How long does it take to change? There is a popular wellness book that proposes that within 10 days, if you follow the nutritional guidelines, you will see a noticeable difference in your body and well being. In just 10 days! But how long does it take to change our souls?
Within the Christian tradition, the season of Lent is 6 weeks long, a season where personal change is desired and expected. Lent is linked to the 40 days that Jesus spent in the desert wilderness where he considered the path of his life. He wrestled there with how he should live out his calling. The book Meditations on the Sand emphasizes Jesus' struggle and our struggle. Listen to this portion from the book:
“One goes to the desert to see more and to see better. One goes to the desert especially to take a closer look at the things and people one would rather not see, to face situations one would rather avoid, to answer questions one would rather forget.”
We come together on this Ash Wednesday to take a look at the condition of our hearts. We look inside and see that there are things not quite right, things that need restoring. If we were houses, we would be described as “fixer-uppers.”
Lent is an annual invitation to come closer to God, to look at ourselves honestly and believe that change is possible through Jesus. We grieve over what could have been, for what should have been done and wasn't. Lent gives us the chance to go in a different direction. If we have closed the doors of our hearts, now is the time to let life in again.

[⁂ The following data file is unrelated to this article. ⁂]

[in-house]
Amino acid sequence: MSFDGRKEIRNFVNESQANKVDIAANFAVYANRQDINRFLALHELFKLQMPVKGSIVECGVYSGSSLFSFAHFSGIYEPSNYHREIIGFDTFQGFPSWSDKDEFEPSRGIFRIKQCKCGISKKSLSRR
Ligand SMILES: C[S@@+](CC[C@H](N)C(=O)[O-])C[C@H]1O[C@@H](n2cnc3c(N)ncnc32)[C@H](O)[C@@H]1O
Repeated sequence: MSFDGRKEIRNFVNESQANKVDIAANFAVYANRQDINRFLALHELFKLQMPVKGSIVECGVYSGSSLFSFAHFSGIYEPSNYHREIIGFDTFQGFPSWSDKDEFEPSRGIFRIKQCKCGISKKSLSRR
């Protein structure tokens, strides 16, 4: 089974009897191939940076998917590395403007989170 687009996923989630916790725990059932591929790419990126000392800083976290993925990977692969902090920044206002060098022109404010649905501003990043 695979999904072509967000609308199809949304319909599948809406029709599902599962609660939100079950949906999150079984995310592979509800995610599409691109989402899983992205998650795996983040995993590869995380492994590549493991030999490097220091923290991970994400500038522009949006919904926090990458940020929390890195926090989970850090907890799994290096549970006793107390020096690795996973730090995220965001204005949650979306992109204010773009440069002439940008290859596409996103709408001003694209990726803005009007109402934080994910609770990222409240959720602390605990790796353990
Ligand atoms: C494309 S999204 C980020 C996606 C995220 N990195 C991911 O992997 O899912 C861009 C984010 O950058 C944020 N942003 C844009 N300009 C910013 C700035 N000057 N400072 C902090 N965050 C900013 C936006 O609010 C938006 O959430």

We come and receive the ashes which starts us out on our journey. We have six weeks not to continually berate ourselves over our sins or to be overwhelmed by guilt, but to be hopeful. Even though we are still weeks away from signs of spring, we believe that this is a season of new spiritual growth, of starting over, of being refreshed. On this journey are destination is the new life of Easter morning.
Whatever concerns you today - whatever weighs heavy on your hearts - look forward to how God will help you with your problems, how God will help you to see what you need to do differently, what needs to end and what needs to begin. We are on a pilgrimage even though we are not leaving home.
A young couple walked the 500 mile trail which stretches across northern Spain and is called the Camino de Santiago. This is an ancient road which pilgrims have followed for centuries with the goal of arriving at the Cathedral which honors the Apostle James.
The couple wrote an article for a travel site with advice for other walkers. I'd like to share with you some of their thoughts with some thoughts from me also:
Keep a notebook. Invite you to answer this question on paper: “What needs to be changed within me?” Everyday, write down some conversation with God, your own personal prayer. And be open to where this holy conversation might lead you.
Get a stick. They were speaking of a hiking staff that is used for balance and stability.
What could keep us anchored, keep us from falling? Scripture reading, prayer, fasting, silent reflection are just some examples of the things we will need for balance and stability along our pilgrimage.